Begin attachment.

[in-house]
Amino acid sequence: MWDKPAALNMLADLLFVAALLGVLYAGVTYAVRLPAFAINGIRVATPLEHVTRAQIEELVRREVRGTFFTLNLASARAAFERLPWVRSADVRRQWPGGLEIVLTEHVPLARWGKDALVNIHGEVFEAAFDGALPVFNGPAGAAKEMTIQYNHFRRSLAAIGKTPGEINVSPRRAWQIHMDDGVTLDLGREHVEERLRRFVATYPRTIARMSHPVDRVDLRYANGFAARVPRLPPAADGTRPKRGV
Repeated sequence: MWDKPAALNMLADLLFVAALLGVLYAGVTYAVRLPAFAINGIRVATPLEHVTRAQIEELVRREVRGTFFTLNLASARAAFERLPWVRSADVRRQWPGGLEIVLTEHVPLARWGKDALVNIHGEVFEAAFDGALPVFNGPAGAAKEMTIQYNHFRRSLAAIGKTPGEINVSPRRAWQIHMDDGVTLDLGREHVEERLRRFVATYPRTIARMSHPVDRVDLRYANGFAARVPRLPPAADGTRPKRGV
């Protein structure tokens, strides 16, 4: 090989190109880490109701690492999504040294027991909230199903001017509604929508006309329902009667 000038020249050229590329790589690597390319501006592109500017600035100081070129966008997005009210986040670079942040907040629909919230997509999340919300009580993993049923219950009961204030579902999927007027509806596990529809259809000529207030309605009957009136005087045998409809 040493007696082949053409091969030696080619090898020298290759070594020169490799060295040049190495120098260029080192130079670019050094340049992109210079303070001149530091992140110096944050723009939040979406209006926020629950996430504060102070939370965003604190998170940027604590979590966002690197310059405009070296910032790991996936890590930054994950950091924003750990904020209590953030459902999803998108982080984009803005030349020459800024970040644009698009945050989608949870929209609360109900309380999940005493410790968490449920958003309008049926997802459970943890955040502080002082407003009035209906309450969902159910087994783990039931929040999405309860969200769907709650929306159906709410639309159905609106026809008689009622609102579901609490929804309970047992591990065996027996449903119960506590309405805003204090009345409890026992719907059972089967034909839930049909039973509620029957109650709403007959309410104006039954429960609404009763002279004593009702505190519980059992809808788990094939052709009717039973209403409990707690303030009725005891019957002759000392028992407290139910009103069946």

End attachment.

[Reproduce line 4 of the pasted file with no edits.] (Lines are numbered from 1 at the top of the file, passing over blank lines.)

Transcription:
């Protein structure tokens, strides 16, 4: 090989190109880490109701690492999504040294027991909230199903001017509604929508006309329902009667 000038020249050229590329790589690597390319501006592109500017600035100081070129966008997005009210986040670079942040907040629909919230997509999340919300009580993993049923219950009961204030579902999927007027509806596990529809259809000529207030309605009957009136005087045998409809 040493007696082949053409091969030696080619090898020298290759070594020169490799060295040049190495120098260029080192130079670019050094340049992109210079303070001149530091992140110096944050723009939040979406209006926020629950996430504060102070939370965003604190998170940027604590979590966002690197310059405009070296910032790991996936890590930054994950950091924003750990904020209590953030459902999803998108982080984009803005030349020459800024970040644009698009945050989608949870929209609360109900309380999940005493410790968490449920958003309008049926997802459970943890955040502080002082407003009035209906309450969902159910087994783990039931929040999405309860969200769907709650929306159906709410639309159905609106026809008689009622609102579901609490929804309970047992591990065996027996449903119960506590309405805003204090009345409890026992719907059972089967034909839930049909039973509620029957109650709403007959309410104006039954429960609404009763002279004593009702505190519980059992809808788990094939052709009717039973209403409990707690303030009725005891019957002759000392028992407290139910009103069946």